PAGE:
This is the first of a five-part series that looks at the many dangers associated with distracted driving. In this segment, we will focus on defining distracted driving, explore common examples of the behavior, and explain how it can compromise the duty that motorists have to exercise care on the roadways. Accidents involving motor vehicles are a leading cause of death by injury and are the most cited cause of work-related deaths. More U.S. military members die in their own vehicles than in active service, and since 1994 a minimum of 32,000 fatalities have occurred annually. Roughly 75% of motorists admit to having driven while distracted and 98% recognize the potential dangers it can cause. Nationally, the leading agency that is working to curtail the problem is the National Highway Transportation Safety Administration, yet the responsibility for establishing and enforcing distracted driving laws is primarily done at the individual state level.
Defining Distracted Driving
Conducting activities that divert attention away from driving is the definition of distraction in an auto vehicle. Far too frequently drivers are tending to unnecessary tasks while driving, all of which are a threat to their safety as well as the safety of passengers, other motorists and pedestrians. In 2015, there were over 391,000 injuries and over 3,400 fatalities attributed to this problem; however, these numbers are only a fraction of the true volume, as many drivers do not reveal that they were distracted at the time of a collision. At any given time during the day, over 600,000 motorists are using mobile devices while behind the wheel. Unfortunately, despite widespread awareness of the problem, many drivers continue to allow for distractions. Vehicle operators are obligated to drive in a safe manner and driving while distracted significantly compromises this duty.
Most Common Distractions
- Talking or texting on mobile devices
- Eating or drinking
- Adjusting stereo, navigational system, climate control
- Reaching around to retrieve fallen objects
- Tending to children
- Shaving or applying makeup
- Reading things such as maps
Across the state, each day approximately 40 accidents occur due to driver distraction. In 2016, Colorado had 67 traffic fatalities as a result of distractions, just one less death than the 68 deaths in 2015. Again, these statistics are significantly lower than the actual volume, because drivers are reluctant to disclose that they were distracted at the time of an accident. All age groups are likely to drive while distracted; however, those between the ages of 21 and 34 are the most apt to have an accident while distracted.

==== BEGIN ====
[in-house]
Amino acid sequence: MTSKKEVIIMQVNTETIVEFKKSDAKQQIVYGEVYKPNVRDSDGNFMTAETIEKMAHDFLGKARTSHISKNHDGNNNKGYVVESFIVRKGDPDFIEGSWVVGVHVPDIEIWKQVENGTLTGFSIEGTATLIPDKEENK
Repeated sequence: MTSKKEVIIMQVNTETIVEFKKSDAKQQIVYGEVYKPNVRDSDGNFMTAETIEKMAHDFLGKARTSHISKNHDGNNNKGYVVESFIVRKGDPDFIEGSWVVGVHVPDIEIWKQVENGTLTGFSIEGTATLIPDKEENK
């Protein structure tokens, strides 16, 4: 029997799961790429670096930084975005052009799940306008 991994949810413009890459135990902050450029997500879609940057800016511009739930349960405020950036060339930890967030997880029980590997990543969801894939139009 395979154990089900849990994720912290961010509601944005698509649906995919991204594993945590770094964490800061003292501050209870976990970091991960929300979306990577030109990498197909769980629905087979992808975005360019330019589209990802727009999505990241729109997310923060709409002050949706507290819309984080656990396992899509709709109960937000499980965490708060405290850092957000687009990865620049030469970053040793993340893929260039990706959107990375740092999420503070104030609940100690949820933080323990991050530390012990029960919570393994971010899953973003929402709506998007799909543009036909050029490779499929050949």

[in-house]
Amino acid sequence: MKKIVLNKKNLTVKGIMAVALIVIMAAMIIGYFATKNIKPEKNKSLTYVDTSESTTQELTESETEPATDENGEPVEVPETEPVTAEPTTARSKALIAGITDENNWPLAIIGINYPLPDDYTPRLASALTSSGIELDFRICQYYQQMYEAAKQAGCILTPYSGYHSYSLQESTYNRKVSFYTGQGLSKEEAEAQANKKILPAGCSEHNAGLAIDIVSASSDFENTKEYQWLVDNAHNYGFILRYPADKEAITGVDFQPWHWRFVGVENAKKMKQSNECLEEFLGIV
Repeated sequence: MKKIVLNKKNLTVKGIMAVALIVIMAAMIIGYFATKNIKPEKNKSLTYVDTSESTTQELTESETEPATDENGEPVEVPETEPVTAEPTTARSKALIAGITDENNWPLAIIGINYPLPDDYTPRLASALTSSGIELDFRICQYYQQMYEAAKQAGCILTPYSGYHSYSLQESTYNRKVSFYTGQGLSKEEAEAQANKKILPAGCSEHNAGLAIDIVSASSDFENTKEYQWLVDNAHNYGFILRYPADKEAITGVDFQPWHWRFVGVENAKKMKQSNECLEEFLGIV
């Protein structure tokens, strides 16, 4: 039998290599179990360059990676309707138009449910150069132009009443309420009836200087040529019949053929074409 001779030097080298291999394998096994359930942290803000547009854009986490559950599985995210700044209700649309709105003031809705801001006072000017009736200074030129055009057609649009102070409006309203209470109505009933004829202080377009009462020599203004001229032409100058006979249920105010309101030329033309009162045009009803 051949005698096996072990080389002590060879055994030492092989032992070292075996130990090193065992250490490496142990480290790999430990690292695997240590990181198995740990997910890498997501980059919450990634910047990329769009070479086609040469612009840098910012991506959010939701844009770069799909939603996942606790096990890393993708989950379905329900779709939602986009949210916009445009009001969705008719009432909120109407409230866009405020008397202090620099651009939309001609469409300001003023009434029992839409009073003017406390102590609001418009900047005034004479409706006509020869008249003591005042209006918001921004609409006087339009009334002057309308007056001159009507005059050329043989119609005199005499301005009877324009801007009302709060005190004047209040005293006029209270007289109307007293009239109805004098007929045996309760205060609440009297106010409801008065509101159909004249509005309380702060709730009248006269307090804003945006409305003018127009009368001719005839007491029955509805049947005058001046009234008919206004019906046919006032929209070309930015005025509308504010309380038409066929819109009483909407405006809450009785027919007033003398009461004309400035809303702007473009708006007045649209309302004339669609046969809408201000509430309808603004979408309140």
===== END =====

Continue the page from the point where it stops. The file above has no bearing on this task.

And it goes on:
The Colorado Department of Transportation is among the agencies that are most active in combating the problem. The Colorado State Patrol is the primary law enforcement agency that is imposing the laws designed to curb distracted driving and are also active in educational programming about the topic. Unfortunately, the state patrol has recognized that the problem is almost as dangerous as drivers operating under the influence of drugs or alcohol.
Distracted driving clearly increases the likelihood of causing an accident. Many of us are in the habit of consistently multi-tasking, yet it should not be done while operating a vehicle. The term multi-tasking could more fittingly be referred to as “task switching,” as our brains actually engage in only one conscious action at a time. When switching between tasks that are more intricate, the transition between tasks takes more time and overall productivity drops.
Eyes on the Road Ahead
Those composing or reading text messages may not look at the road ahead for a period of five seconds, which when traveling at 55 miles per hour is equivalent to closing your eyes as you travel nearly 300 feet. Vision is critically important for safe vehicle operation. Advocates have called for drivers to transition to “hands-free” usage of phones when driving, which allows for the driver to keep looking at the road. The problem with this is that the driver’s mind is still distracted and he or she may be “inattentively blind.” Studies show that recognition of the driving environment is reduced by up to 50% in these instances and reaction time is slowed.
In the next segment of the series, we will address more fully how usage of electronic devices is endangering roadway safety.